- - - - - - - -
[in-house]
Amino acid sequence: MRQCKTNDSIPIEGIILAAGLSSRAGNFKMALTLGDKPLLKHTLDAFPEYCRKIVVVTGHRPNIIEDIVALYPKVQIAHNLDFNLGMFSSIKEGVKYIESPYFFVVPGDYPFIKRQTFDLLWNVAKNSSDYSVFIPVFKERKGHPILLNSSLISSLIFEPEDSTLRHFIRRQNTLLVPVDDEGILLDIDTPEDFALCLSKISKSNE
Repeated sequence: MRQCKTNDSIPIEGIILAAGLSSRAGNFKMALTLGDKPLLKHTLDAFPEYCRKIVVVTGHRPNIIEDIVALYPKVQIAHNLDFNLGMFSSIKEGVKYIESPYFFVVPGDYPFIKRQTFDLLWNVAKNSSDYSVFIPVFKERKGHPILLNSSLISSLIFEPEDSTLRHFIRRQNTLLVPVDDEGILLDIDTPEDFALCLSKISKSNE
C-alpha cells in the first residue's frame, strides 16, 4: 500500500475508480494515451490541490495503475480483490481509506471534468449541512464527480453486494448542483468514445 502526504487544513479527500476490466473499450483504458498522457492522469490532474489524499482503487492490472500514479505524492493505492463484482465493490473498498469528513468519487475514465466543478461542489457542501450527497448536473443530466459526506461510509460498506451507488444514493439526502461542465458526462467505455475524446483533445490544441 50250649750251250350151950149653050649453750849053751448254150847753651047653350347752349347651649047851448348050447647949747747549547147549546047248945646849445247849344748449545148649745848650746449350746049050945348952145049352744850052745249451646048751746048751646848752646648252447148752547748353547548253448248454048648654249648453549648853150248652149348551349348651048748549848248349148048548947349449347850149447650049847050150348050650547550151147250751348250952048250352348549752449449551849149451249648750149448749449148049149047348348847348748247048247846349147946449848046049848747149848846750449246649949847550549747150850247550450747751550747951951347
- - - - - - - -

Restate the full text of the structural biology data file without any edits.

[in-house]
Amino acid sequence: MRQCKTNDSIPIEGIILAAGLSSRAGNFKMALTLGDKPLLKHTLDAFPEYCRKIVVVTGHRPNIIEDIVALYPKVQIAHNLDFNLGMFSSIKEGVKYIESPYFFVVPGDYPFIKRQTFDLLWNVAKNSSDYSVFIPVFKERKGHPILLNSSLISSLIFEPEDSTLRHFIRRQNTLLVPVDDEGILLDIDTPEDFALCLSKISKSNE
Repeated sequence: MRQCKTNDSIPIEGIILAAGLSSRAGNFKMALTLGDKPLLKHTLDAFPEYCRKIVVVTGHRPNIIEDIVALYPKVQIAHNLDFNLGMFSSIKEGVKYIESPYFFVVPGDYPFIKRQTFDLLWNVAKNSSDYSVFIPVFKERKGHPILLNSSLISSLIFEPEDSTLRHFIRRQNTLLVPVDDEGILLDIDTPEDFALCLSKISKSNE
C-alpha cells in the first residue's frame, strides 16, 4: 500500500475508480494515451490541490495503475480483490481509506471534468449541512464527480453486494448542483468514445 502526504487544513479527500476490466473499450483504458498522457492522469490532474489524499482503487492490472500514479505524492493505492463484482465493490473498498469528513468519487475514465466543478461542489457542501450527497448536473443530466459526506461510509460498506451507488444514493439526502461542465458526462467505455475524446483533445490544441 50250649750251250350151950149653050649453750849053751448254150847753651047653350347752349347651649047851448348050447647949747747549547147549546047248945646849445247849344748449545148649745848650746449350746049050945348952145049352744850052745249451646048751746048751646848752646648252447148752547748353547548253448248454048648654249648453549648853150248652149348551349348651048748549848248349148048548947349449347850149447650049847050150348050650547550151147250751348250952048250352348549752449449551849149451249648750149448749449148049149047348348847348748247048247846349147946449848046049848747149848846750449246649949847550549747150850247550450747751550747951951347